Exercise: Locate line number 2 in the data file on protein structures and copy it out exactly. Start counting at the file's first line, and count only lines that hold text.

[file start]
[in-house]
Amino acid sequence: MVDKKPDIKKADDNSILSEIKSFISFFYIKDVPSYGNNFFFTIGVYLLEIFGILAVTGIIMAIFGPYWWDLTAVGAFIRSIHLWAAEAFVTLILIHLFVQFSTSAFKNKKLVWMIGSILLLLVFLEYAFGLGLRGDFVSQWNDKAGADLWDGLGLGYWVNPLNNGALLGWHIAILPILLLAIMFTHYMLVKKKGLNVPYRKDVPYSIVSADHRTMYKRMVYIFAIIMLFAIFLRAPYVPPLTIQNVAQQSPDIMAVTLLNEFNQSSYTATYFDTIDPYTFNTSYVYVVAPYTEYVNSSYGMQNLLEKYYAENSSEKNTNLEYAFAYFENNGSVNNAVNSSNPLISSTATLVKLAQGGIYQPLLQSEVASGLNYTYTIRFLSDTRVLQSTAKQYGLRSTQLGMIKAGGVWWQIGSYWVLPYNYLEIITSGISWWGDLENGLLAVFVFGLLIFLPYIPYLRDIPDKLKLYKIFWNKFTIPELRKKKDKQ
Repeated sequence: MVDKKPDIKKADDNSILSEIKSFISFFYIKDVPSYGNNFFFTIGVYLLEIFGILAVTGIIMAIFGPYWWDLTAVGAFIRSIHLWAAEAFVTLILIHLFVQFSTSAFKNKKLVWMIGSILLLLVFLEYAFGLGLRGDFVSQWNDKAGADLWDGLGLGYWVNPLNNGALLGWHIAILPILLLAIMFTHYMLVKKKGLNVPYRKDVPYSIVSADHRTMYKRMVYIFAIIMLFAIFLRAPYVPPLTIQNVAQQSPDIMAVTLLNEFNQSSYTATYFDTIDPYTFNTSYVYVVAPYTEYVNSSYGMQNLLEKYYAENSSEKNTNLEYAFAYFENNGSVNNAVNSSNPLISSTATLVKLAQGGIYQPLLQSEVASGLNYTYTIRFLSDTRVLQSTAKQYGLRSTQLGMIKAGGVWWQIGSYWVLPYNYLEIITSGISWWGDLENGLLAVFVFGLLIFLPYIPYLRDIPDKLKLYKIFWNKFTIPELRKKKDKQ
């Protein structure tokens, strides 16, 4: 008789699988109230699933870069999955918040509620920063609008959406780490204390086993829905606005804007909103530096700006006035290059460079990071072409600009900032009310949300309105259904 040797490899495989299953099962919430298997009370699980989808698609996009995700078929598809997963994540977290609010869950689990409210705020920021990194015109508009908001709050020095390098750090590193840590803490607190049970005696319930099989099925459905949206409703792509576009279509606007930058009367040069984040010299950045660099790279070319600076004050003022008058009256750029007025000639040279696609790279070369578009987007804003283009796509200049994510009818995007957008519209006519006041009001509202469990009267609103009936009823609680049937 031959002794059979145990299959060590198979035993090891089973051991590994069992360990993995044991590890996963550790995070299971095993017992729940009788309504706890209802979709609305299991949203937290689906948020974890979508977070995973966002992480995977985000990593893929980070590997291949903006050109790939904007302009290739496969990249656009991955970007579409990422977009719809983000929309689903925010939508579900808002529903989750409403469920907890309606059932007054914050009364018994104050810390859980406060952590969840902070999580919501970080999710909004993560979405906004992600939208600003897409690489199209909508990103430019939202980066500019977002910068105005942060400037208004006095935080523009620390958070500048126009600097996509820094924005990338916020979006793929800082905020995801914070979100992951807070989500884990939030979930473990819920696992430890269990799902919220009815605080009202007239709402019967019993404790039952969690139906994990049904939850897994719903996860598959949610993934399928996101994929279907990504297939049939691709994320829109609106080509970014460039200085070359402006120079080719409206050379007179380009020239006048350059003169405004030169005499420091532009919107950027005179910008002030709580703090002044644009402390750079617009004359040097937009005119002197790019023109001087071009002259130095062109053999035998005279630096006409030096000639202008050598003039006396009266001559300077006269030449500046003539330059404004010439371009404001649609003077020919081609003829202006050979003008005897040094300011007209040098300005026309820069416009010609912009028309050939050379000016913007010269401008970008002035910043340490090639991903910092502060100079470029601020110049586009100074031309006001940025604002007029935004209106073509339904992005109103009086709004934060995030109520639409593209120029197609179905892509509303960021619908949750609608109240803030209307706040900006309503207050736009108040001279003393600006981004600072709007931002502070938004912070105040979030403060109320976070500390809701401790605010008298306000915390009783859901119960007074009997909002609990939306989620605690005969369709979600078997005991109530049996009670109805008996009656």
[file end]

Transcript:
Amino acid sequence: MVDKKPDIKKADDNSILSEIKSFISFFYIKDVPSYGNNFFFTIGVYLLEIFGILAVTGIIMAIFGPYWWDLTAVGAFIRSIHLWAAEAFVTLILIHLFVQFSTSAFKNKKLVWMIGSILLLLVFLEYAFGLGLRGDFVSQWNDKAGADLWDGLGLGYWVNPLNNGALLGWHIAILPILLLAIMFTHYMLVKKKGLNVPYRKDVPYSIVSADHRTMYKRMVYIFAIIMLFAIFLRAPYVPPLTIQNVAQQSPDIMAVTLLNEFNQSSYTATYFDTIDPYTFNTSYVYVVAPYTEYVNSSYGMQNLLEKYYAENSSEKNTNLEYAFAYFENNGSVNNAVNSSNPLISSTATLVKLAQGGIYQPLLQSEVASGLNYTYTIRFLSDTRVLQSTAKQYGLRSTQLGMIKAGGVWWQIGSYWVLPYNYLEIITSGISWWGDLENGLLAVFVFGLLIFLPYIPYLRDIPDKLKLYKIFWNKFTIPELRKKKDKQ